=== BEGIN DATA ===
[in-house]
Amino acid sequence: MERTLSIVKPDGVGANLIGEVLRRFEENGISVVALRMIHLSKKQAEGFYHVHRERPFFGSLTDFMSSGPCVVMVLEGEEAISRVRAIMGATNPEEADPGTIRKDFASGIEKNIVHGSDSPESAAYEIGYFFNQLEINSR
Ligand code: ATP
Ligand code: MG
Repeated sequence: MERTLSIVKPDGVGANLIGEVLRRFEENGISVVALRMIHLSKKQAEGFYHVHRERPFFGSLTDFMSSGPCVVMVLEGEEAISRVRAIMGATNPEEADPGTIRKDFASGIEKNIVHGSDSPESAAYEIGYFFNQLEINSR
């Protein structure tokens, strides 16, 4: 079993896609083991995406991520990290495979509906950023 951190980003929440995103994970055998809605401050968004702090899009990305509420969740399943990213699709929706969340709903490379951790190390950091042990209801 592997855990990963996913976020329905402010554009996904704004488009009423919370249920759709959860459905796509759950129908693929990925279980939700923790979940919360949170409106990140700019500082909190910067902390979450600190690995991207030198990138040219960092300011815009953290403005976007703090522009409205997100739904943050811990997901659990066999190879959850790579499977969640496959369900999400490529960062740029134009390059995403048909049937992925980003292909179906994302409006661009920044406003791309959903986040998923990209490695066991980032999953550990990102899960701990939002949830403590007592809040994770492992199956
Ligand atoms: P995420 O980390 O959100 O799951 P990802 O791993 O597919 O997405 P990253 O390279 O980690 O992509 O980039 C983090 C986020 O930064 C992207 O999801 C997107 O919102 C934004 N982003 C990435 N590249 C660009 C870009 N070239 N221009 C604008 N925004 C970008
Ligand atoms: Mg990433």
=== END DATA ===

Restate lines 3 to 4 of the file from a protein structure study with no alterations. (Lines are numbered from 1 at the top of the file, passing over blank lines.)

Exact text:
Ligand code: ATP
Ligand code: MG